Pakistan has a new caretaker set-up, with an interim prime minister and his cabinet. Pakistan has a new chief justice too. However, the political situation remains the same — it is embroiled in controversies leading to grave uncertainty. The Pakistan Tehreek-e-Insaf chairman and former prime minister, Imran Khan, is behind bars. The Pakistan Muslim League (Nawaz) has announced that the party supremo, Nawaz Sharif, will return on October 21. The Pakistan People’s Party has been asking why there is no level-playing field for political parties except for the PML(N). The Election Commission of Pakistan announced on Thursday that the upcoming general elections will take place in the last week of January 2024. But a question that everyone is asking is whether or not these elections would resolve any issue and restore the credibility of the democratic process, which has been gradually lost due to the way that our political parties have behaved in the past few years.
It is not just the political parties but also many institutions that have lost their credibility — especially the Supreme Court of Pakistan. In Pakistan, we almost always talk about the military establishment and its role in politics but we skip another establishment — the judicial establishment. In many ways, the judicial establishment gets away with far more because of the ‘aura’ that the superior judiciary maintains. But in recent years, the pretence of being ‘holier than thou’ has also worn off in many ways. We can go back decades to dissect the judiciary’s chequered role in Zulfikar Ali Bhutto’s ‘judicial murder’ or in the ‘doctrine of necessity’ to give legal cover to extraconstitutional acts. So the history of the judiciary is not something that can be written in golden words to begin with. However, what started with the former chief justice, Iftikhar Chaudhry, after his restoration during the period when the PPP was in power, has continued to haunt the superior judiciary save for a couple of honourable exceptions. Saqib Nisar and the recently retired chief justice, Umar Ata Bandial, have made a mockery of the entire judicial system in many ways as per legal experts. It was Nisar’s court that gave full legal cover to judgments in order to ‘persecute’ the PML(N) so that the PTI could come to power. This is why his name is brought up frequently by the PML(N); Nawaz Sharif also accuses him of committing unforgivable crimes. As for the Bandial court, the polarisation that we witnessed among the judges of the Supreme Court was equally robust. For example, the Bandial court treated the PTI and Imran Khan with kid-gloves while going all guns blazing against the PML(N) and other political parties, something that many legal experts have noted with sadness. The perception that the Bandial court favoured one party or leader over the others was so glaringly obvious that it became a joke: every time a bench was formed in a political case, legal experts and even the public could predict what the verdict would be. The term, ‘like-minded judges/benches’, became quite common due to this reason.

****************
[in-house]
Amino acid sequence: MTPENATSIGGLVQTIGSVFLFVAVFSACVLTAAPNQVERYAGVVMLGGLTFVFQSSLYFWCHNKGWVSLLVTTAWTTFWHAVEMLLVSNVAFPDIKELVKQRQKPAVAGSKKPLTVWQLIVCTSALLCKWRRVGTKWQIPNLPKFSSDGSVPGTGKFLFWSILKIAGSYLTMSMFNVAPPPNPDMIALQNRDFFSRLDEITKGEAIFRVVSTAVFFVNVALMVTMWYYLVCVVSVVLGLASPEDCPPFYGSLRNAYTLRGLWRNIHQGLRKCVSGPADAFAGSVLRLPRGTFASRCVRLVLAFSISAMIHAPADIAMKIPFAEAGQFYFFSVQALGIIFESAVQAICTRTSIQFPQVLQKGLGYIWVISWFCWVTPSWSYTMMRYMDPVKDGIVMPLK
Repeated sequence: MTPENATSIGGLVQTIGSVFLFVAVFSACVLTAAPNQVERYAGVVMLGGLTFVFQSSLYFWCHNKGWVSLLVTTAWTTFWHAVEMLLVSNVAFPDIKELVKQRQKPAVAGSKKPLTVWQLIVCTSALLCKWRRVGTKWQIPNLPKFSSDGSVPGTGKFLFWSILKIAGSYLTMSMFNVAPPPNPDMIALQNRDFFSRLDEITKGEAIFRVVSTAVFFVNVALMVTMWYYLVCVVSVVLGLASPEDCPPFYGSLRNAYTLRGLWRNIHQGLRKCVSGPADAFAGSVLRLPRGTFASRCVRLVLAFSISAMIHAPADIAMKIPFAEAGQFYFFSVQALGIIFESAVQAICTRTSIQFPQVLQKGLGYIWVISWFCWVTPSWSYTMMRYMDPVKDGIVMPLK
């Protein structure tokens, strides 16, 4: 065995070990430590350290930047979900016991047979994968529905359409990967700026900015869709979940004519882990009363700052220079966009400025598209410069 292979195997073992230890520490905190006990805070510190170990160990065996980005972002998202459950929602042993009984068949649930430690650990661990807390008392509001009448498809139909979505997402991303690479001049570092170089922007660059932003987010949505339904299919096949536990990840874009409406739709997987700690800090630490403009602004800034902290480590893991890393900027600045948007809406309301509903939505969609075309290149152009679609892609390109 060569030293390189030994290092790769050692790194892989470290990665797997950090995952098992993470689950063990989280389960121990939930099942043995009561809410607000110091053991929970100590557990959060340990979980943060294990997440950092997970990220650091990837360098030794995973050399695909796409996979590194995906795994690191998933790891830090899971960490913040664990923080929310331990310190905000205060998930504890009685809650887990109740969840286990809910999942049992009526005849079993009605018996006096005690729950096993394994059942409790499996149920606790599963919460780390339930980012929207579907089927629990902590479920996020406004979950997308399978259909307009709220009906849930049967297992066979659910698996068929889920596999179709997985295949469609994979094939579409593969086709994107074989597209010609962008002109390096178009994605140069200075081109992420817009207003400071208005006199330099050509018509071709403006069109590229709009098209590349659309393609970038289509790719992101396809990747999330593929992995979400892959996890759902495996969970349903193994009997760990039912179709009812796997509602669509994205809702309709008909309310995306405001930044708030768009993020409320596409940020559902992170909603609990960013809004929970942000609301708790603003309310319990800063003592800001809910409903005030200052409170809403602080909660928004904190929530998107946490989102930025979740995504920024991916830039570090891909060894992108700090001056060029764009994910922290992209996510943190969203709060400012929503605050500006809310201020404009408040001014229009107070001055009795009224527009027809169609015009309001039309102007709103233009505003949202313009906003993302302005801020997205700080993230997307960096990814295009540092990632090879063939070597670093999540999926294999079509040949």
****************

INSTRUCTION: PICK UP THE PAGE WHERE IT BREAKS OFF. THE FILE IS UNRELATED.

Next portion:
Some say ‘like-minded judges’ should have been taken to task for their absurd yet consequential judgments like the reinterpretation of Article 63A, which changed the political situation on the ground. Here’s a little recap of Article 63A, which pertains to the defection clause and was important especially during the vote of no-confidence in the Punjab assembly last year. Observers point out that the reinterpretation of Article 63A left a political party head with little authority. It changed the dynamics of Punjab politics as the verdict in the Article 63A case led to the reinterpretation of the Constitution by the Bandial court benefitting — you guessed it — the PTI. It is for this reason that when Bandial retired, not many in the legal fraternity shed any tears.
The new chief justice, Qazi Faez Isa, faced a presidential reference against him during the tenure of Imran Khan’s government. Despite that, the first thing that Isa did was constitute a full court to hear the petitions challenging the Supreme Court (Practice and Procedure) Act 2023, which limits the powers of the chief justice. And for the first time in history, Supreme Court proceedings were telecast live on our television screens. Many experts say that despite his visible differences with some of his fellow judges, Isa made a great gesture by constituting a full court in a contentious case about a law passed by Parliament that had faced a pre-emptive strike by the Bandial court. In many ways, Isa has restored the apex court’s lost credibility by being transparent and unbiased, unlike his predecessor. However, he faces many challenges and has a long way to go before the highest court’s credibility is fully restored through its judgements.
If a chief justice can try and restore the superior judiciary’s credibility, cannot the politicians do the same? One of the reasons that political observers are raising questions on the election’s credibility is that if a political party, the PTI, is not allowed to participate in one way or the other, it will make the elections not just controversial but also put its credibility in doubt. A new government elected through an election with poor credibility will not be able to resolve the political crisis. It is thus time to restore the legitimacy and the credibility of the democratic process in Pakistan.
Mehmal Sarfraz is a journalist based in Lahore; firstname.lastname@example.org